It will be evident that by giving the guard plate the location shown with reference to the blade, that is, on the side thereof that comes next the face, and which is opposite to the side to which the handle is applied, and from which it projects at a right-angle, make the guard plate perform the extra function of a supporting plate, and thereby materially simplify the structure, since one less part is necessary than in the case of the constructions heretofore employed in razors of this type, which simplification results in the double advantage of cheapening the cost of manufacture and simplifying the work of separation and assemblage of the parts.

US patent 856,793
Drawing from US patent 856,793

In addition, Mr Moore claimed that his improved razor was easier to use than Gillette’s razor. Reading the patent text, I can see what he was going for… but given the plethora of William J Moore’s simplified safety razor that can easily be found in antiques shops, flea markets and so on, I would say the market didn’t agree with him.

An advantage, other than the simplification of the structure, which is derived by the location of the guard on the side of the blade which brings the guard next to the face, is that the degree of closeness of the shave can be determined or regulated in so simple a manner as the variation of the angle at which the razor is presented to the surface being shaved, a variation in the angle resulting in a change of distance of the razor edge from the surface being shaved. With the ordinary construction, wherein the guard is on the opposite side of the blade, the protrusion of the guard fingers beyond the edge of the razor is indispensable, and this precludes the possibility of regulating the closeness of the shave by change in the angle of presentation of the razor to the surface of the face, making it necessary when the degree of closeness of the shave is to be regulated to change or shift the position of the blade with reference to the guard, a procedure which is not only inconvenient and requires time, but which requires a certain degree of skill, which the inexperienced users of safety razors lack. By my invention, as a result of placing the guard on the side of the razor which comes next to the face, the razor edge projects beyond the edges of the guard fingers, as will be clearly seen by reference to the drawings, and it is because of this relative arrangement of the parts that it is possible with my razor to regvvvvvvvvvvvvvvvvvvvvvvvvvvvvvvvvvvvvvvvvvvvvvvvvulate the closeness of the shave by the angle of presentation of the razor to the surface of the face being shaved. It will be evident that, for the attainment of this important advantage in the use of my razor, it is necessary merely to have the handle in such position that it will not interfere with the application of the razor to the face, with the guard next the surface being shaved.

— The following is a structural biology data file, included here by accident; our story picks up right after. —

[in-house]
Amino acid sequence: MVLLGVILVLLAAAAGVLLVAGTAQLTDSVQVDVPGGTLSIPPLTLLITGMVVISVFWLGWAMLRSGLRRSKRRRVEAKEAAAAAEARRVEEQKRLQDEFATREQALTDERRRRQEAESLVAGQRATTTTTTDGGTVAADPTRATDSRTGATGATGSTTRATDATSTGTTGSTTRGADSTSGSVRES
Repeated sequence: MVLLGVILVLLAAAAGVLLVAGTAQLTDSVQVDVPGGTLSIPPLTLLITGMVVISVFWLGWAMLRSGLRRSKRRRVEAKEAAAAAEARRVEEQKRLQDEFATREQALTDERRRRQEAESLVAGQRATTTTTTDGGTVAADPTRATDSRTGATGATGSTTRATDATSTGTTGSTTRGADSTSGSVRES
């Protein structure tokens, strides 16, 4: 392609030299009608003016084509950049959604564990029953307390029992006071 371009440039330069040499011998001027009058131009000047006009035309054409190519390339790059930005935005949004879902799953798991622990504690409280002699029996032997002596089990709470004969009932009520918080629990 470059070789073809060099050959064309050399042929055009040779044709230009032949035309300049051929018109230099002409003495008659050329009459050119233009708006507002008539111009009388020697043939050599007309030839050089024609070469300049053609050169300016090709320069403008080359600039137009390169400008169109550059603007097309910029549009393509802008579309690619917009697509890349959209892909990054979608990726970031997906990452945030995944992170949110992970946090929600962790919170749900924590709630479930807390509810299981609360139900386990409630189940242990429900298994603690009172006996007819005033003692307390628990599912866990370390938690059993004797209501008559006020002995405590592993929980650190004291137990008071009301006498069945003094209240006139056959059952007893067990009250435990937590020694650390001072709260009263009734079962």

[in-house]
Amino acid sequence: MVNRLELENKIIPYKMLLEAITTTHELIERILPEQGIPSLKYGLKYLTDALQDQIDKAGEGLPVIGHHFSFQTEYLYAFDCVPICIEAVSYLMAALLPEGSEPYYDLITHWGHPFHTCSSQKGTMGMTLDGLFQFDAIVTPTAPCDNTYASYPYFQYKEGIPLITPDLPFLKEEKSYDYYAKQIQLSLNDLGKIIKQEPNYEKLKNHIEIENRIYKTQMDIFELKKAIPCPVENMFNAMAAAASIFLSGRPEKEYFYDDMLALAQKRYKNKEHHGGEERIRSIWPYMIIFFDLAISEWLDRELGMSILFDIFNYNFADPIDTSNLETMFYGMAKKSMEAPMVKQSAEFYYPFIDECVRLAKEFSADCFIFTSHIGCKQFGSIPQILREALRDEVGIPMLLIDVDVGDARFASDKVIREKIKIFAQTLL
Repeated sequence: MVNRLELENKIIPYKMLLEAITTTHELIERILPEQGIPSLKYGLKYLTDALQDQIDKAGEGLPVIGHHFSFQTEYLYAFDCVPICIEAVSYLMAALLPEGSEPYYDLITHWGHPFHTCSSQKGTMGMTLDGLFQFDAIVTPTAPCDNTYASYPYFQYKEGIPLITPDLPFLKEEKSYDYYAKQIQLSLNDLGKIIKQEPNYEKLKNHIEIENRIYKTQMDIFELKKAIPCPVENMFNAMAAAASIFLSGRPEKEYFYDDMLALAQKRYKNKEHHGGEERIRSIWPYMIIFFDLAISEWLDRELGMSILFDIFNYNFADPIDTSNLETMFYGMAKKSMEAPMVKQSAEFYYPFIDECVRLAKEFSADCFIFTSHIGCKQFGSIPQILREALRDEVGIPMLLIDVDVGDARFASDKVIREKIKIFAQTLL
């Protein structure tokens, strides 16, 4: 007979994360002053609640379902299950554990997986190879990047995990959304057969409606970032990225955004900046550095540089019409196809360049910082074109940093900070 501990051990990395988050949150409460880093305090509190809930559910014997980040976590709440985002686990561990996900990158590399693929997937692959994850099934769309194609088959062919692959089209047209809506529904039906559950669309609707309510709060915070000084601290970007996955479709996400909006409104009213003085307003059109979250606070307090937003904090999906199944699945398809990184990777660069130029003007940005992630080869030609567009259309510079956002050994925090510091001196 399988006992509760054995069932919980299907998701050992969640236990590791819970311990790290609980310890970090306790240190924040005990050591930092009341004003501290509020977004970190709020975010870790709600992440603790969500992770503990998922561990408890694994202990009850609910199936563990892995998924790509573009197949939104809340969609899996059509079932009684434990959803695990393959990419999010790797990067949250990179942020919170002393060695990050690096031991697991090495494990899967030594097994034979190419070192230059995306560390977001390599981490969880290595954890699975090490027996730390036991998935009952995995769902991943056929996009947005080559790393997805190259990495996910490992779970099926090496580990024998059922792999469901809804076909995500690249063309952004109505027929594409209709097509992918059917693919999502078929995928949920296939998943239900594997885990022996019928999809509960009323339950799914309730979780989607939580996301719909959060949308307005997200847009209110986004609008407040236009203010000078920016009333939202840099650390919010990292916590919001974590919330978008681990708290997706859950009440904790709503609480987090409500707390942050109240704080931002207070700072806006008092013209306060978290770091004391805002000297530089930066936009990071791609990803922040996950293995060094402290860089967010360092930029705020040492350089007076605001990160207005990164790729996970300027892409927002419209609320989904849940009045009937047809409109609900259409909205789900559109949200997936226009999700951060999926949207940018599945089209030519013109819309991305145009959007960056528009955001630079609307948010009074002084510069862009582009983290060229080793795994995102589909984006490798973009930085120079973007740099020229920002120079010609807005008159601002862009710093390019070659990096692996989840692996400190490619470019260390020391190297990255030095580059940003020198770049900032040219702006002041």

US patent 856,739

William J Moore have a few other patents to his name, including a couple of single edge safety razors – one set up for a wedge blade, the other for a spined blade similar to the Gem blades. The full text of the patent for his simplified safety razor can be read at Google Patents, as well as over at

A 1905 Gillette advertisement

Early safety razor advertisements – like early safety razors patents – can be a source of much fun and enjoyment. And today I found a very early Gillette advertisement, printed in The Literary Digest on May 20th 1905. The Gillette safety razors were first offered for sale in 1903, so the marketing department of Gillette was just finding out how to properly sell razors when this was printed.

Ad for Gillette Safety Razors, The literary Digest 1905-05-20.

Looking at the advertisement, there is a lot more text than we’re used to seeing today. Not only do we get information that each razor comes with a dozen blades, but we’re also subjected to the claim that each blade lasts up to forty shaves. To top that off, there is an offer to send a prospective buyer one new blade for every two blades you ship back to Gillette!